Held at the Cleveland Bradley County Library, the forum was conducted by Tennessee Area Project Manager Michelle Kendall and Supervising Planner Doug Delaney, consultants with Parsons Brinckerhoff of Nashville. They will compile the public input and return in early December for another public forum to gain a more focused plan.
Comments ranged from not looking too far out into the future because the world is changing too fast; to preserving the characteristics that make people want to move to Cleveland; to purchasing land for infrastructure now and in the near future before the price increases.
A former Boston resident said the land should be purchased now even if the infrastructure is not going to be built 20 years later “because when crunch time comes and you realize you’ve got to build it, if you don’t have the land, you are going to have to demolish stuff and it’s going to be very, very disruptive.”
Delaney said the goal of the long range plan is to improve transportation, decide what projects and programs should be implemented, get them implemented and then start all over again because transportation needs are constantly changing.
“There is a lot of change that is anticipated and expected to happen in this area and we need to be ready for that change, thinking about that change and looking forward on how to address that change in the future,” he said.
Right now, Delaney said Cleveland and Bradley County are very rural in nature for the most part with some pockets of industrial and commercial areas concentrated around the downtown and major routes.
There was some objection to the “very rural” label in light of the fact that Cleveland is a Metropolitan Statistical Area and the county population is 100,000.
Delaney asked how transportation will be affected as population grows and land use planning is updated because of the impact of Wacker Chemie, Whirlpool, Volkswagen and ancillary industries.
“We need to be looking at setting goals and objectives so growth happens appropriately (and that) it happens in the right areas so the transportation system handles anticipated growth,” he said.
James Abercrombie, 49, is a former truck driver who lives on Stephens Road and commented on transportation issues from a personal perspective. He has cascading illnesses that began with asthma and chronic obstructive pulmonary disease. He began retaining water with the onset of lymphederma, which contributed to elephantitis. Though he can walk, his range is limited.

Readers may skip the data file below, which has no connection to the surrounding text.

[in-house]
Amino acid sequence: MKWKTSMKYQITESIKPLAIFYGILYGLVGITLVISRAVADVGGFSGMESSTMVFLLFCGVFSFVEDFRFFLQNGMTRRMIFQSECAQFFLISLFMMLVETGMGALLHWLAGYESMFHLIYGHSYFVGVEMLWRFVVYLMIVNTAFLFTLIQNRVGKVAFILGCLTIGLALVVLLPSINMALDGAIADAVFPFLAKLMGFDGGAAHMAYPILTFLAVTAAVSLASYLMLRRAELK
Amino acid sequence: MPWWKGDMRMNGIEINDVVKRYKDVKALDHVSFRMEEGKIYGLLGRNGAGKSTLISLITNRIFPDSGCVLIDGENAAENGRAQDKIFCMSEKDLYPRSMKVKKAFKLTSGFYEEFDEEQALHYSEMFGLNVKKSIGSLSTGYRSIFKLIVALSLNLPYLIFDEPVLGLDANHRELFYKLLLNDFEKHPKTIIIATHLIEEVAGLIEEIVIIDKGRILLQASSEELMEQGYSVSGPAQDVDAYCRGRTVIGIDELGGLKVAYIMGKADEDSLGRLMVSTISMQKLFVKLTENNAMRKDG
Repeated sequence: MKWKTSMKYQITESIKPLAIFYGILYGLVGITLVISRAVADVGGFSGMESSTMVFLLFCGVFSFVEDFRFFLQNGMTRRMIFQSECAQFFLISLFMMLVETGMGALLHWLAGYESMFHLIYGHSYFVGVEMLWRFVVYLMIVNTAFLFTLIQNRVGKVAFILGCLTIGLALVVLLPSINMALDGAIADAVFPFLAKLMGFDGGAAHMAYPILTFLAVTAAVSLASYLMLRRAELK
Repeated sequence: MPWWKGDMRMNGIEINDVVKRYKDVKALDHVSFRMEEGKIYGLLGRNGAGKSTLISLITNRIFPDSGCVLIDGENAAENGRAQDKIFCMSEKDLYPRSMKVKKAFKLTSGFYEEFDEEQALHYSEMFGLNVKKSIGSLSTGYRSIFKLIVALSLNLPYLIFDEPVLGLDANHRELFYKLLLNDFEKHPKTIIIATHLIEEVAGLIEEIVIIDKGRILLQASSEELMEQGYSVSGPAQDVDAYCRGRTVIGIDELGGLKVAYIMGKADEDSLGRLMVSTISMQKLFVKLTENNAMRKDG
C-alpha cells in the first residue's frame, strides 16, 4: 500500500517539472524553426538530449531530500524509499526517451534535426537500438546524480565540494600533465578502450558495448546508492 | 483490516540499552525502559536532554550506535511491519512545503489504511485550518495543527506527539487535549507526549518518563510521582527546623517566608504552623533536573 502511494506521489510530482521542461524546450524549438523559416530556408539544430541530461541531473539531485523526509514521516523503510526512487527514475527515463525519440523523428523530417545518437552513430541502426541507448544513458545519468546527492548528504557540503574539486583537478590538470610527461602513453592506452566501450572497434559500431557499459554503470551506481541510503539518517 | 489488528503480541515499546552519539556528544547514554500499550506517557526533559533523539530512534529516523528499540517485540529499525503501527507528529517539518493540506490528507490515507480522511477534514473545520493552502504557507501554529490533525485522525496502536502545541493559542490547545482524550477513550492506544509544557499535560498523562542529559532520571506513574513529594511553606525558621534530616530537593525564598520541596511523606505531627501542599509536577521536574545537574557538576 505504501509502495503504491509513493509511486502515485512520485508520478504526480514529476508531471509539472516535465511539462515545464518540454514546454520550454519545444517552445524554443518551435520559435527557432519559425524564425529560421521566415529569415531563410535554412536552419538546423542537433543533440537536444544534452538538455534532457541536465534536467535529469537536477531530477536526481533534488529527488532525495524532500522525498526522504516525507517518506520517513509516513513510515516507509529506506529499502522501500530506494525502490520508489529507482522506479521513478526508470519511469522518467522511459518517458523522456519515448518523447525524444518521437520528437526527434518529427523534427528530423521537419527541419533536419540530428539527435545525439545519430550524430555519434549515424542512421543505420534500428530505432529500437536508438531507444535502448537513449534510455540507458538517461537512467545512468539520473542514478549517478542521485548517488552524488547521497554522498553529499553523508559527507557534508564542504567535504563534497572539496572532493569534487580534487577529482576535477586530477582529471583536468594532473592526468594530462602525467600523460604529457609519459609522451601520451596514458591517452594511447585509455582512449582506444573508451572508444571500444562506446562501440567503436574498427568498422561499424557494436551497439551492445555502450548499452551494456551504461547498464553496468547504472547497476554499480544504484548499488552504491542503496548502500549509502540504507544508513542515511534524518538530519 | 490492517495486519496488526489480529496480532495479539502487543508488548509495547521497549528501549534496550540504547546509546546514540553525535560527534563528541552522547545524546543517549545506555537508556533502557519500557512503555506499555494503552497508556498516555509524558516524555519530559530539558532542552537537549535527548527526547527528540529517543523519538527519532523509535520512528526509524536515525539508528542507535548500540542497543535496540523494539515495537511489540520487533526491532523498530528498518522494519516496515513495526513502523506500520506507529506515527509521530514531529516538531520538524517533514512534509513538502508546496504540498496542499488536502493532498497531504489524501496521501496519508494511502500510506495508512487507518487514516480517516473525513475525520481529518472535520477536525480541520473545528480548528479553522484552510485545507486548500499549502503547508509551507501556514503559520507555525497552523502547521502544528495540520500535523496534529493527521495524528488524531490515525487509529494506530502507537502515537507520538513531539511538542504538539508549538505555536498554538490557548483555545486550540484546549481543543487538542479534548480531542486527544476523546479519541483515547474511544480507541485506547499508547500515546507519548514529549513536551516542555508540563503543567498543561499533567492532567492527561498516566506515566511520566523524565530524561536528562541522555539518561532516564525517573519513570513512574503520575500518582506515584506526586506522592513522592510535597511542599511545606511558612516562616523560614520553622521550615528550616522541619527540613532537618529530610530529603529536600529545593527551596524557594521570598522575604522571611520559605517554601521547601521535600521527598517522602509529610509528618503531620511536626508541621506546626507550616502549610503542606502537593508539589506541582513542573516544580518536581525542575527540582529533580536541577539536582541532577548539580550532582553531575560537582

He said the transportation system cannot handle the needs of the current population and “what we have needs to be brought up to code first.”
Abercrombie said he doesn’t like sitting at home and is often seen riding his motorized chair along Stuart Road to Farmers Corner and across North Lee Highway to Walmart or Bradley Square Mall.
His biggest problem is the lack of crosswalks, sidewalks and curb cuts. He crosses North Lee Highway through a cut in the median south of Stuart Road. Sometimes, he catches a bus at Walmart or the mall, but it only takes him an hour to ride the chair from Stephens Road to visit his father on Spring Place Road. On the return back to his apartment, Abercrombie stops at Bargain Barn, Save-a-Lot, the library and Walmart. He then drives east on Stuart Road toward home.
Another group that in some ways faces the same challenges as Abercrombie are bicyclists. Doug Coulter, owner of Scott’s Bikes, said Europeans are used to having the ability to ride to grocery stores and other common daily chores on a bicycle.
“I think as we get companies coming into this area, we need to make sure we make it more appealing to them by giving them that opportunity,” he said. “I believe it is healthier doing it that way.”
He stressed the importance of having bike lanes and bringing awareness to bicycles to make it safer for riders.
“Right now, if you are not in a car, you’re not safe,” he said. “It would be nice to have the ability to go from point ‘A’ to point ‘B’ and do it safely.”
He said drivers and cyclist alike need to show respect for each other and obey traffic laws. The greenway system is nice, but walkers and cyclists don’t always mix well.
“I think it is a cool start for easy riding, but I think it needs to not just be for exercise, but it also needs to be aimed toward transportation,” Coulter offered.
Cyclist Stan Pegram said people in Chattanooga who use the Riverwalk have become educated as to what to do with pedestrians and bicycles. There are speed limit signs for bikes in picnic areas. Signs instruct bicyclists to pass only on the left and pedestrians to stay to the right.
“They’ve done a good job of education there and you don’t have the problems we have on the greenway here,” he said. “But it took a two or three-year education process to develop.”
The Long-Range Transportation Plan is a 20-plus years multimodal strategy and capital improvement program developed to guide the effective investment of public funds in transportation facilities to help manage congestion, increase regional mobility options, and conform to national air quality standards.
The LRTP is updated every four years. The current 2030 LRTP was adopted in 2006. The 2035 LRTP is expected to be adopted in May 2011.